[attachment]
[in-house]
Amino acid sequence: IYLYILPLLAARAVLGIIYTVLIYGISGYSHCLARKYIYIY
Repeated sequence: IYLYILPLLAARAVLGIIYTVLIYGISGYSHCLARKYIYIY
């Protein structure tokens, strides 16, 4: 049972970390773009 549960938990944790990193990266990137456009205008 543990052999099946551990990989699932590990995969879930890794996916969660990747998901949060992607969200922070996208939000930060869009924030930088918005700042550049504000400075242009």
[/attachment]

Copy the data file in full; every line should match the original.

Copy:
[in-house]
Amino acid sequence: IYLYILPLLAARAVLGIIYTVLIYGISGYSHCLARKYIYIY
Repeated sequence: IYLYILPLLAARAVLGIIYTVLIYGISGYSHCLARKYIYIY
């Protein structure tokens, strides 16, 4: 049972970390773009 549960938990944790990193990266990137456009205008 543990052999099946551990990989699932590990995969879930890794996916969660990747998901949060992607969200922070996208939000930060869009924030930088918005700042550049504000400075242009």